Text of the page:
What Did the Janitor Do? Suggestive Interviewing and the Accuracy of Children's Accounts

@article{Thompson1997WhatDT,
  title={What Did the Janitor Do? Suggestive Interviewing and the Accuracy of Children's Accounts},
  author={William C. Thompson and K. Alison Clarke-stewart and S. Lepore},
  journal={Law and Human Behavior},
  year={1997},
  volume={21},
  pages={405-426}
}
Examined the influence of suggestive interviews on 5- to 6-year-old children's reports and recollections of an adult's behavior. Children (29 girls, 27 boys) witnessed a confederate, acting as a janitor, either clean or play with toys. An hour later they were interviewed in succession by the janitor's “boss,” by an experimenter, and by their own parent. Parents interviewed their child again 1 week later. The boss and experimenter interviewed the child in one of three ways: neutral (nonleading… 
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Overall, cross-examination-style questioning appears to be particularly detrimental to obtaining accurate event reports from children, and accuracy decreased following their second interview, irrespective of age or delay.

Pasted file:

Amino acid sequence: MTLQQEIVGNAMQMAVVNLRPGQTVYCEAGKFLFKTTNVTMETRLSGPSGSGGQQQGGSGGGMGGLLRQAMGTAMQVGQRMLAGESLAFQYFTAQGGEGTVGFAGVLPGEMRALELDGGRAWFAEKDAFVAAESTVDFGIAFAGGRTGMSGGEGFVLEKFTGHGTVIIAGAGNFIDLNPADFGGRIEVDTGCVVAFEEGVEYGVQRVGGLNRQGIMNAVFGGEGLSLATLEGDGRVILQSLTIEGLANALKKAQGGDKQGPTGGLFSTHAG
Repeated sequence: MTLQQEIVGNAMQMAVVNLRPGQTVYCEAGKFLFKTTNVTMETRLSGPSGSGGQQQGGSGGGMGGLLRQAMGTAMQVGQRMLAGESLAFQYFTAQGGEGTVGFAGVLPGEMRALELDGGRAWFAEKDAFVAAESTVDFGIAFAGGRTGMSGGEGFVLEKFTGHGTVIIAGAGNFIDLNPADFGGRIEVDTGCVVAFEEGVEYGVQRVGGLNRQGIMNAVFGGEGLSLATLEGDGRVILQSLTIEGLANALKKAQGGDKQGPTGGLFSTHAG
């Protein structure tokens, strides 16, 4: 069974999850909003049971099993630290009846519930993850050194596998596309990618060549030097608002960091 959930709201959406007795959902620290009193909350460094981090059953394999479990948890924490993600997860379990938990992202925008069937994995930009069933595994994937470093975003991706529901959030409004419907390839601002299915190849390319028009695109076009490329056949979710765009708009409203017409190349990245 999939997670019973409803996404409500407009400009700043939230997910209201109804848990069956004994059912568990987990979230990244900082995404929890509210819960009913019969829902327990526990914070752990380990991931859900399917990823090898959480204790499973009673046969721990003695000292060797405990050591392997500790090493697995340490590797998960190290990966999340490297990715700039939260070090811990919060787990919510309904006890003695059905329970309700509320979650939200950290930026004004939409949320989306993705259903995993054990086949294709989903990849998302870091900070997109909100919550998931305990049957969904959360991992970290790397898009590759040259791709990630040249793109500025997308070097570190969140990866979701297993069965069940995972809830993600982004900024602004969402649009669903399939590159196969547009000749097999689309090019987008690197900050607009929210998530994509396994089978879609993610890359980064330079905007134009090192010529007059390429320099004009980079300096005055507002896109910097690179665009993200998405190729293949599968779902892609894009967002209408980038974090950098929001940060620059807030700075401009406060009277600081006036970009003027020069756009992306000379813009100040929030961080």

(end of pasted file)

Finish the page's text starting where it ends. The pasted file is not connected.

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The present study investigated developmental differences in the effects of repeated interviews and interviewer bias on children's memory and suggestibility. Three- and 5-year-olds were singly or
Young children's responses to cross-examination style questioning: the effects of delay and subsequent questioning
In a single experiment with 5- and 6-year-old children, we examined whether the changes that children make in response to cross-examination style questioning vary as a function of delay and/or
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Both professionals and non-professionals had difficulty estimating the accuracy of children's reports, but adults were more likely to rate children as accurate if the children answered abuse-related questions correctly.
Suggestibility, social support, and memory for a novel experience in young children.
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